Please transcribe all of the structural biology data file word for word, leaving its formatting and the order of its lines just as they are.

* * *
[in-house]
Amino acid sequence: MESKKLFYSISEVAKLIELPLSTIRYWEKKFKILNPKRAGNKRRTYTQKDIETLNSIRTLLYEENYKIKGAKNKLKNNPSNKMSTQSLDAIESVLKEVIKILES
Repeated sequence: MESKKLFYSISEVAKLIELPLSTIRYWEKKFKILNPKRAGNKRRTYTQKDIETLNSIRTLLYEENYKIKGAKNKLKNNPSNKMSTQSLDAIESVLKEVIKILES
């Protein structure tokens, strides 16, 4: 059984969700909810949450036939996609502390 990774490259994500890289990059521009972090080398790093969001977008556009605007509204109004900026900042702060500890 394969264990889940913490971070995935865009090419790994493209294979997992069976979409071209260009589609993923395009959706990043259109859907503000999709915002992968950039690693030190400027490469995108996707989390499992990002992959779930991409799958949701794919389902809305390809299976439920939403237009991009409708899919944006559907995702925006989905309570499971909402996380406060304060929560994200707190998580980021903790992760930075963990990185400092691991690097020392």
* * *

[in-house]
Amino acid sequence: MESKKLFYSISEVAKLIELPLSTIRYWEKKFKILNPKRAGNKRRTYTQKDIETLNSIRTLLYEENYKIKGAKNKLKNNPSNKMSTQSLDAIESVLKEVIKILES
Repeated sequence: MESKKLFYSISEVAKLIELPLSTIRYWEKKFKILNPKRAGNKRRTYTQKDIETLNSIRTLLYEENYKIKGAKNKLKNNPSNKMSTQSLDAIESVLKEVIKILES
């Protein structure tokens, strides 16, 4: 059984969700909810949450036939996609502390 990774490259994500890289990059521009972090080398790093969001977008556009605007509204109004900026900042702060500890 394969264990889940913490971070995935865009090419790994493209294979997992069976979409071209260009589609993923395009959706990043259109859907503000999709915002992968950039690693030190400027490469995108996707989390499992990002992959779930991409799958949701794919389902809305390809299976439920939403237009991009409708899919944006559907995702925006989905309570499971909402996380406060304060929560994200707190998580980021903790992760930075963990990185400092691991690097020392």